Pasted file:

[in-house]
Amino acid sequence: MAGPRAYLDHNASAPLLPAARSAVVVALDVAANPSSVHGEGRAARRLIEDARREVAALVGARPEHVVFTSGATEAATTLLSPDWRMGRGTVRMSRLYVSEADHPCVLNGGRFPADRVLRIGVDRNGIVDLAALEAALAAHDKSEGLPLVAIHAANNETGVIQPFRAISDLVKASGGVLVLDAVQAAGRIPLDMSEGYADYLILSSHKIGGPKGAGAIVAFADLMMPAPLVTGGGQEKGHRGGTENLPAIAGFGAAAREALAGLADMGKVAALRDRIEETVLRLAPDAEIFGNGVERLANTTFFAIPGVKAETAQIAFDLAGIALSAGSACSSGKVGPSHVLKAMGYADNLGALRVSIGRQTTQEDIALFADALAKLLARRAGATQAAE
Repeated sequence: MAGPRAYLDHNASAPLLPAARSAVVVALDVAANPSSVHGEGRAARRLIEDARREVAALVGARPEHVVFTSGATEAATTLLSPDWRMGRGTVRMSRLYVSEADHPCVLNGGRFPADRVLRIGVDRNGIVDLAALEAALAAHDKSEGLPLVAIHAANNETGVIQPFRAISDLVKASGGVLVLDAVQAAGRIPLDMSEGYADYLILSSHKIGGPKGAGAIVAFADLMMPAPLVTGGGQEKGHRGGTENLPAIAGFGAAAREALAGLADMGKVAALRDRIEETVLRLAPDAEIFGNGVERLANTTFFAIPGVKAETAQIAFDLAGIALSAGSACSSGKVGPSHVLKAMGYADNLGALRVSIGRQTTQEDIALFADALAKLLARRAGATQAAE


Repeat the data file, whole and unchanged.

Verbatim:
[in-house]
Amino acid sequence: MAGPRAYLDHNASAPLLPAARSAVVVALDVAANPSSVHGEGRAARRLIEDARREVAALVGARPEHVVFTSGATEAATTLLSPDWRMGRGTVRMSRLYVSEADHPCVLNGGRFPADRVLRIGVDRNGIVDLAALEAALAAHDKSEGLPLVAIHAANNETGVIQPFRAISDLVKASGGVLVLDAVQAAGRIPLDMSEGYADYLILSSHKIGGPKGAGAIVAFADLMMPAPLVTGGGQEKGHRGGTENLPAIAGFGAAAREALAGLADMGKVAALRDRIEETVLRLAPDAEIFGNGVERLANTTFFAIPGVKAETAQIAFDLAGIALSAGSACSSGKVGPSHVLKAMGYADNLGALRVSIGRQTTQEDIALFADALAKLLARRAGATQAAE
Repeated sequence: MAGPRAYLDHNASAPLLPAARSAVVVALDVAANPSSVHGEGRAARRLIEDARREVAALVGARPEHVVFTSGATEAATTLLSPDWRMGRGTVRMSRLYVSEADHPCVLNGGRFPADRVLRIGVDRNGIVDLAALEAALAAHDKSEGLPLVAIHAANNETGVIQPFRAISDLVKASGGVLVLDAVQAAGRIPLDMSEGYADYLILSSHKIGGPKGAGAIVAFADLMMPAPLVTGGGQEKGHRGGTENLPAIAGFGAAAREALAGLADMGKVAALRDRIEETVLRLAPDAEIFGNGVERLANTTFFAIPGVKAETAQIAFDLAGIALSAGSACSSGKVGPSHVLKAMGYADNLGALRVSIGRQTTQEDIALFADALAKLLARRAGATQAAE